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100% Of COVID-19 Cases Recovered In The Nelson Marlborough Region

Nelson Marlborough residents can celebrate their contribution towards preventing sustained community transmission of COVID-19 in the region, with the last active case discharged from isolation on 21 May.

Nelson Marlborough Health Director of Public Health Dr Stephen Bridgman says that without the co-operation of people in our region this achievement would not have been possible.

The last close contacts (of confirmed cases) being monitored by the Nelson Marlborough Public Health Service were discharged from isolation on 16 May by Dr Bridgman, followed by the last recovered case the next week in Marlborough.

“I’d like to thank all cases and their local close contacts, who co-operated with strict isolation and quarantine requirements. The general public have also made a phenomenal effort to follow the Alert Level rules, and to get symptoms assessed and tested.

“It’s timely also to acknowledge our health professionals and health support staff across the region – in particular the Public Health Service team managing case investigation, contact tracing, and monitoring and the support of cases and contacts. Primary health teams such as those working from community-based assessment centres, and our hospital services who cared for confirmed cases and many suspect cases in isolation wards also played a critical role.”

“This huge collective effort has prevented sustained community transmission – the spread of the virus in our community between people who do not know each other. This is clear in our testing data – of the nearly 7000 local tests over the past two months, we have identified only 37 cases through testing,” Dr Bridgman says.

Nelson Marlborough cases – a snapshot

  • The first case in the region was notified to the Nelson Marlborough Medical Officers of Health on 20 March, and the last one on 29 April, with a total of 50 cases in total.
  • 49 of locally notified cases were reported to the World Health Organization by New Zealand. One further case was reported by Slovakia; while this case was not reported in the NZ figures it was part of the Nelson Marlborough Health workload and illustrates global collaboration in trying to control the pandemic.
  • Of the 50 cases, 27 cases are considered to have been infected while overseas, 15 cases were infected in a chain of transmission linked to someone who was known to be infected overseas, 4 cases were locally infected from an unknown source, 3 cases were locally infected from someone infected from an unknown source, and 1 case remains under investigation but was likely infected during travel from an overseas destination.
  • Three cases required acute hospital care for some stage of their illness – two at Wairau Hospital and one at Nelson Hospital. Two people required intensive care. 32 acute hospital bed-days were used to care for COVID-19 patients, across intensive care and general wards. No COVID-19 deaths were recorded locally.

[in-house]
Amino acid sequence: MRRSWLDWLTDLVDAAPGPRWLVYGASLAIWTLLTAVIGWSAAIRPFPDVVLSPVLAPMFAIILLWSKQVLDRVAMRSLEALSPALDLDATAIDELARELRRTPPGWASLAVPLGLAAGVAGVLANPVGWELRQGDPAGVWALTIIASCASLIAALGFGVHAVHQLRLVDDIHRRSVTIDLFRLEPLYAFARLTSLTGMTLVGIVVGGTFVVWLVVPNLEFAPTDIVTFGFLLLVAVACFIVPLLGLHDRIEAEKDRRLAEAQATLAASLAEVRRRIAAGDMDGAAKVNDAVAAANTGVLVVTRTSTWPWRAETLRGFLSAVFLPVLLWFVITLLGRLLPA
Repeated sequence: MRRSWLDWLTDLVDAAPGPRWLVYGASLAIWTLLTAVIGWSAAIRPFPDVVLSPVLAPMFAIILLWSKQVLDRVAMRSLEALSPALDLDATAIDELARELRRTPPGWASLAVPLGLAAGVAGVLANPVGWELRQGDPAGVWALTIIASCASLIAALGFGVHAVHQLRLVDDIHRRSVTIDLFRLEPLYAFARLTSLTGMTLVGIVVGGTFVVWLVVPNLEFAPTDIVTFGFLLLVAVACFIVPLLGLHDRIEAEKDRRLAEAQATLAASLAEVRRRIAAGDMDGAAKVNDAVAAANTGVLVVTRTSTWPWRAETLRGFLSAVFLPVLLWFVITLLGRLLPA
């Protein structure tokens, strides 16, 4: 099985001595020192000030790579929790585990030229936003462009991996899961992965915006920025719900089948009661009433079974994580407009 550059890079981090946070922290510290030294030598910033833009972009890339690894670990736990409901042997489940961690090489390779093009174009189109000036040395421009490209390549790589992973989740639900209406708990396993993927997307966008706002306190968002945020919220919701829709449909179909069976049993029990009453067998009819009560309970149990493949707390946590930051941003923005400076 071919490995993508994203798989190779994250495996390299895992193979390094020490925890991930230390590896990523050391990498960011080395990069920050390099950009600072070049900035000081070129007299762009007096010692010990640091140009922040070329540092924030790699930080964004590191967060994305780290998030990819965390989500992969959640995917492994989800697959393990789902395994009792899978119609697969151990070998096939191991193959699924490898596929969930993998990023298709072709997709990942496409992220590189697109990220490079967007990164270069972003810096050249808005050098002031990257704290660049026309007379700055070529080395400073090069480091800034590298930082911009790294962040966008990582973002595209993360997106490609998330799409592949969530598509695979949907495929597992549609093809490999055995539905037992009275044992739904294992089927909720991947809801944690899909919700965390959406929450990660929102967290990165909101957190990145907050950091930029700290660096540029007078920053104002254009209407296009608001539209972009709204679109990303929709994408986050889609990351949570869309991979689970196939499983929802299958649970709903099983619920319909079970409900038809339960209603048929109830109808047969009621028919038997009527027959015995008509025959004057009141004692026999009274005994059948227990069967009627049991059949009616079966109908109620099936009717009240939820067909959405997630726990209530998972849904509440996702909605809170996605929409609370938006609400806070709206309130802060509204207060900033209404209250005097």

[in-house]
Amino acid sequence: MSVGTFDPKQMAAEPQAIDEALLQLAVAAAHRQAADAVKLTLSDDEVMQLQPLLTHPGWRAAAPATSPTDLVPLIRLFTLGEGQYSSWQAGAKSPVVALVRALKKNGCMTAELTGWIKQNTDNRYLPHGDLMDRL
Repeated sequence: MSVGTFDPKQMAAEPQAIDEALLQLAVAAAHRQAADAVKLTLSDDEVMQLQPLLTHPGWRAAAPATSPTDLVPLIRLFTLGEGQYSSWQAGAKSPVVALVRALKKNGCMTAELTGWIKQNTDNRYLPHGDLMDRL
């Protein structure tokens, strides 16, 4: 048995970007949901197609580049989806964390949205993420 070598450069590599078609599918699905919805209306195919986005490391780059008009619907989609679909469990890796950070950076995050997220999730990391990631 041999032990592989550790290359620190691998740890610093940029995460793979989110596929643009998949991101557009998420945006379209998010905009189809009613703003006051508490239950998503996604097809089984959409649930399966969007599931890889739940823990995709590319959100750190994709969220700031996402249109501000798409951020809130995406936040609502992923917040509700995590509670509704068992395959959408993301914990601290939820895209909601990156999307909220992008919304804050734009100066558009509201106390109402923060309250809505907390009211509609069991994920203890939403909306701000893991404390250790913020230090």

• 47 cases were managed in home isolation, monitored and supported by the Nelson Marlborough Public Health Service team.
  • 27 cases were women, 23 were men. The ages ranged from 12-82 years, with a median age of 45 years. The ethnicity breakdown is:
  • 41 cases European or ‘other’
  • 7 cases ethnicity Māori
  • 1 case NZ European/Māori
  • 1 case Pasifika
  • The regional breakdown for cases under territorial authorities (the national requirement for case reporting) is:
  • 22 cases were resident in the Marlborough District
  • 21 in the Tasman District
  • 7 in Nelson City.
  • Between 18 March and 24 May, 6840 tests for COVID-19 have been conducted in our region, across primary care, hospitals, aged residential care facilities, community-based assessment centres (CBACs) and mobile testing. Of these the most tests (69%) were taken at CBACs.

What happens now?

Dr Bridgman says that while the virus is not circulating locally, there is a high risk that the virus will re-appear at some time in the future, so we should not be complacent and we should remain vigilant.

This is why people are asked to stay the course and continue to follow the Alert Level rules and – at any level – the public health advice.

  • Cover coughs and sneezes – preferably with a disposable tissue
  • Wash your hands in hot water and soap thoroughly for twenty seconds, and regularly. Don’t forget to dry them (with a clean towel).
  • Avoid touching your mouth, nose and eyes with hands that might be contaminated with viruses
  • Keep a 1-2m distance from people you don’t know in public. Co-operate with contact tracing registers and consider downloading the NZ COVID Tracer app.
  • Stay at home, away from work, school and public places, if you have COVID-19 symptoms. Get assessed or tested by your GP or at a community-based assessment centre.
  • Individuals and businesses continue to think of ways to reduce risk in future, such as better design to reduce the risk of picking up COVID-19 from the environment

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